GSA Annual Meeting in Phoenix, Arizona, USA - 2019

Paper No. 232-2
Presentation Time: 3:25 PM


NAMUR, Olivier1, DAVID, Neave2 and VAN GERVE, Thomas1, (1)Earth Sciences, KU Leuven, Celestijnlaan 200E, Heverlee, 3001, Belgium, (2)School of Earth and Environmental Sciences, University of Manchester, Oxford Road, Manchester, M13 9PL, United Kingdom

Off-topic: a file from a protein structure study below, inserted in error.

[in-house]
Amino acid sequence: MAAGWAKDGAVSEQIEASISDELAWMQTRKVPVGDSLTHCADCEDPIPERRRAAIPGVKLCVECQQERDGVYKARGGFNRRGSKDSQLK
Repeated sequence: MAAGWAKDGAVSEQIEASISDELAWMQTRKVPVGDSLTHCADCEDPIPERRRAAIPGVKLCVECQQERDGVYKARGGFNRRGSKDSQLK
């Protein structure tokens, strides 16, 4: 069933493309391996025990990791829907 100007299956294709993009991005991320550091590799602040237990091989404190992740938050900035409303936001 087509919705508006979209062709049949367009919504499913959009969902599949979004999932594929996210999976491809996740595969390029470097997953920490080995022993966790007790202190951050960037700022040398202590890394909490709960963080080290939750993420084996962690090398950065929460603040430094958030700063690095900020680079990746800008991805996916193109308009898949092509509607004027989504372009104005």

Basalts represent the most common magma type that erupts at the surface of the Earth and are produced by low-to-high degrees of wet or dry partial melting in the upper mantle. Chemical variability of basalts is partly attributed to melting of different mantle sources under differing pressure-temperature conditions. However, crustal processing also plays a major role in controlling the compositions of erupted basalts. This talk will address the effect of melt migration and emplacement through the crust on the composition of melts that ultimately erupt at the Earth’s surface. Two different examples will be used to illustrate what constraints on crustal processes can be gained from the study of natural rocks and using experiments in the laboratory. The first example is an experimental study of the crystallization products of two near-primary basalts (one enriched and one depleted) from Iceland under crustal pressure conditions. Phase equilibria show drops in melt fraction with decreasing temperature that are significantly higher for depleted melts than for enriched ones. As a consequence, for mantle melts ascending through the crust, the likeliness of reaching the surface before being fully solid is much higher for the enriched melt. This has important consequences for the major and trace element contents of erupted basalts, for estimates of the relative proportions of enriched and depleted melts produced in the mantle and is also important for constraining the mantle sources of continental and oceanic basalts. The effect of crustal differentiation of basaltic magmas can also be observed in the crystal record of erupted lavas. Examples of the Shatsky Rise oceanic plateau and the Calbuco volcano (Andes) will be used to illustrate that basaltic melts progressively crystallize in various storage regions before being erupted. Mass transport across the different magma chambers has important effects on crystal compositions and textures but also on the compositions of magmas that finally erupt that can be far from representing true liquid compositions.